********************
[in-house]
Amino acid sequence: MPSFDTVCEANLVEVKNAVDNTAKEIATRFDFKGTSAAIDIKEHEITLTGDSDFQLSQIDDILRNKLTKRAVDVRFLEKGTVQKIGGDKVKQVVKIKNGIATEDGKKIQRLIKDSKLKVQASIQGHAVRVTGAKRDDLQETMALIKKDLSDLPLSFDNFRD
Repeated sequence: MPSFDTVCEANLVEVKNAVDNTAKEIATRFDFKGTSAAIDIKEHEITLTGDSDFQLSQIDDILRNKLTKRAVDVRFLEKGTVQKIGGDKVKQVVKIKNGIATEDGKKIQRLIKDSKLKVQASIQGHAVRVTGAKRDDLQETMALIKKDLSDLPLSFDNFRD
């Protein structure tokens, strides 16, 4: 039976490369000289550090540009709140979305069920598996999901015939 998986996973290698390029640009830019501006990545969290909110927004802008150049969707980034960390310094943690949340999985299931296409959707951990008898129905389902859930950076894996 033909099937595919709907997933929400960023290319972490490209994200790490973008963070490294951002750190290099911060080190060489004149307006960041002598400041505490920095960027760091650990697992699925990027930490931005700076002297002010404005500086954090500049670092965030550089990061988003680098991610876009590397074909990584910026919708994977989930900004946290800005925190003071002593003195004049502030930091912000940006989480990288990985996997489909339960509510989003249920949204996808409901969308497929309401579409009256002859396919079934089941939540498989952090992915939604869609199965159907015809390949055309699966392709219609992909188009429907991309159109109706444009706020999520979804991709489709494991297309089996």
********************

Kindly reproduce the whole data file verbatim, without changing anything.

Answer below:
[in-house]
Amino acid sequence: MPSFDTVCEANLVEVKNAVDNTAKEIATRFDFKGTSAAIDIKEHEITLTGDSDFQLSQIDDILRNKLTKRAVDVRFLEKGTVQKIGGDKVKQVVKIKNGIATEDGKKIQRLIKDSKLKVQASIQGHAVRVTGAKRDDLQETMALIKKDLSDLPLSFDNFRD
Repeated sequence: MPSFDTVCEANLVEVKNAVDNTAKEIATRFDFKGTSAAIDIKEHEITLTGDSDFQLSQIDDILRNKLTKRAVDVRFLEKGTVQKIGGDKVKQVVKIKNGIATEDGKKIQRLIKDSKLKVQASIQGHAVRVTGAKRDDLQETMALIKKDLSDLPLSFDNFRD
């Protein structure tokens, strides 16, 4: 039976490369000289550090540009709140979305069920598996999901015939 998986996973290698390029640009830019501006990545969290909110927004802008150049969707980034960390310094943690949340999985299931296409959707951990008898129905389902859930950076894996 033909099937595919709907997933929400960023290319972490490209994200790490973008963070490294951002750190290099911060080190060489004149307006960041002598400041505490920095960027760091650990697992699925990027930490931005700076002297002010404005500086954090500049670092965030550089990061988003680098991610876009590397074909990584910026919708994977989930900004946290800005925190003071002593003195004049502030930091912000940006989480990288990985996997489909339960509510989003249920949204996808409901969308497929309401579409009256002859396919079934089941939540498989952090992915939604869609199965159907015809390949055309699966392709219609992909188009429907991309159109109706444009706020999520979804991709489709494991297309089996």